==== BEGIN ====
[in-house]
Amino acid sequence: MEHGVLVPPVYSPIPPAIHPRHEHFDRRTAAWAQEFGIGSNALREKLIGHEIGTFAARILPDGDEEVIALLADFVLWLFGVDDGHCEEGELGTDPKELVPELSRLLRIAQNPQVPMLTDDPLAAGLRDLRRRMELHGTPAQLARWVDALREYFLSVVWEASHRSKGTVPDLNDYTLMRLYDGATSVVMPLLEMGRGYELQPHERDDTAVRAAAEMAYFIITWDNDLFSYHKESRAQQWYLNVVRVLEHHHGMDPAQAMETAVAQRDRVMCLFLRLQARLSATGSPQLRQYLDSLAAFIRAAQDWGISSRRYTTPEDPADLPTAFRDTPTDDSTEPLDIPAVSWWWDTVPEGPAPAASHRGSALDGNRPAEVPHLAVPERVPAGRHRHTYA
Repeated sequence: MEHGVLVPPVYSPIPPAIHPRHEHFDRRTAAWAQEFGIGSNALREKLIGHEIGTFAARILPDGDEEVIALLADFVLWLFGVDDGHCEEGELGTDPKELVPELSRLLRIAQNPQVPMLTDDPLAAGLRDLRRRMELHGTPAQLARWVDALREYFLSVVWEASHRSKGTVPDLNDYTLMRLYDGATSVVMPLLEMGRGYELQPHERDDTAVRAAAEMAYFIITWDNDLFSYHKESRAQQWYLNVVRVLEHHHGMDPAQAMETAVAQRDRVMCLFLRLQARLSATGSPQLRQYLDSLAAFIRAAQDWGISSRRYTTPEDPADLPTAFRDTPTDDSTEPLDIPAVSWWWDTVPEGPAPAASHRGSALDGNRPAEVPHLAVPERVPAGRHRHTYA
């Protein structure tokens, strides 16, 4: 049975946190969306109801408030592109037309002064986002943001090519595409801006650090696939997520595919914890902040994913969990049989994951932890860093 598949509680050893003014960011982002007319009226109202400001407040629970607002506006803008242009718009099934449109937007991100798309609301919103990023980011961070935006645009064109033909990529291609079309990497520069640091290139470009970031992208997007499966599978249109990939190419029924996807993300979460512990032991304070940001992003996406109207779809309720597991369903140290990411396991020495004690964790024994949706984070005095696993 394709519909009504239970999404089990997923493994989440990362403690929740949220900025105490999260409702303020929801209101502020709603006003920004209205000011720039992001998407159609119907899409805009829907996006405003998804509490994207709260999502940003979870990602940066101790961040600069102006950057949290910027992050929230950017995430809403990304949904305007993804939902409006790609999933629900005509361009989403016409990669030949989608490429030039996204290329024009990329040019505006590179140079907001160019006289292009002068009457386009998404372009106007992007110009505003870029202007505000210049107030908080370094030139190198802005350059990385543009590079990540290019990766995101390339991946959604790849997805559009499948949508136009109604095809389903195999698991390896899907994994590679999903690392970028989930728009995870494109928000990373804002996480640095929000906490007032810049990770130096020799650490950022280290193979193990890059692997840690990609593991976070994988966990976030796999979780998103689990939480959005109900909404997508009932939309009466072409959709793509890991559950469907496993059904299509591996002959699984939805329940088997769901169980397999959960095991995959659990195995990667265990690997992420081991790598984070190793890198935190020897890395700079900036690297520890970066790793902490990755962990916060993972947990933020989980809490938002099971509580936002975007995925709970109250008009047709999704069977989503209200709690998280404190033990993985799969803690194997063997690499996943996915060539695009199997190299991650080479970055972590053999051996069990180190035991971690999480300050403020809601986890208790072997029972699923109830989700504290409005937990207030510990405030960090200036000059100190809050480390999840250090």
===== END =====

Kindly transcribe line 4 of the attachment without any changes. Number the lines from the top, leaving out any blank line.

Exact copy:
């Protein structure tokens, strides 16, 4: 049975946190969306109801408030592109037309002064986002943001090519595409801006650090696939997520595919914890902040994913969990049989994951932890860093 598949509680050893003014960011982002007319009226109202400001407040629970607002506006803008242009718009099934449109937007991100798309609301919103990023980011961070935006645009064109033909990529291609079309990497520069640091290139470009970031992208997007499966599978249109990939190419029924996807993300979460512990032991304070940001992003996406109207779809309720597991369903140290990411396991020495004690964790024994949706984070005095696993 394709519909009504239970999404089990997923493994989440990362403690929740949220900025105490999260409702303020929801209101502020709603006003920004209205000011720039992001998407159609119907899409805009829907996006405003998804509490994207709260999502940003979870990602940066101790961040600069102006950057949290910027992050929230950017995430809403990304949904305007993804939902409006790609999933629900005509361009989403016409990669030949989608490429030039996204290329024009990329040019505006590179140079907001160019006289292009002068009457386009998404372009106007992007110009505003870029202007505000210049107030908080370094030139190198802005350059990385543009590079990540290019990766995101390339991946959604790849997805559009499948949508136009109604095809389903195999698991390896899907994994590679999903690392970028989930728009995870494109928000990373804002996480640095929000906490007032810049990770130096020799650490950022280290193979193990890059692997840690990609593991976070994988966990976030796999979780998103689990939480959005109900909404997508009932939309009466072409959709793509890991559950469907496993059904299509591996002959699984939805329940088997769901169980397999959960095991995959659990195995990667265990690997992420081991790598984070190793890198935190020897890395700079900036690297520890970066790793902490990755962990916060993972947990933020989980809490938002099971509580936002975007995925709970109250008009047709999704069977989503209200709690998280404190033990993985799969803690194997063997690499996943996915060539695009199997190299991650080479970055972590053999051996069990180190035991971690999480300050403020809601986890208790072997029972699923109830989700504290409005937990207030510990405030960090200036000059100190809050480390999840250090």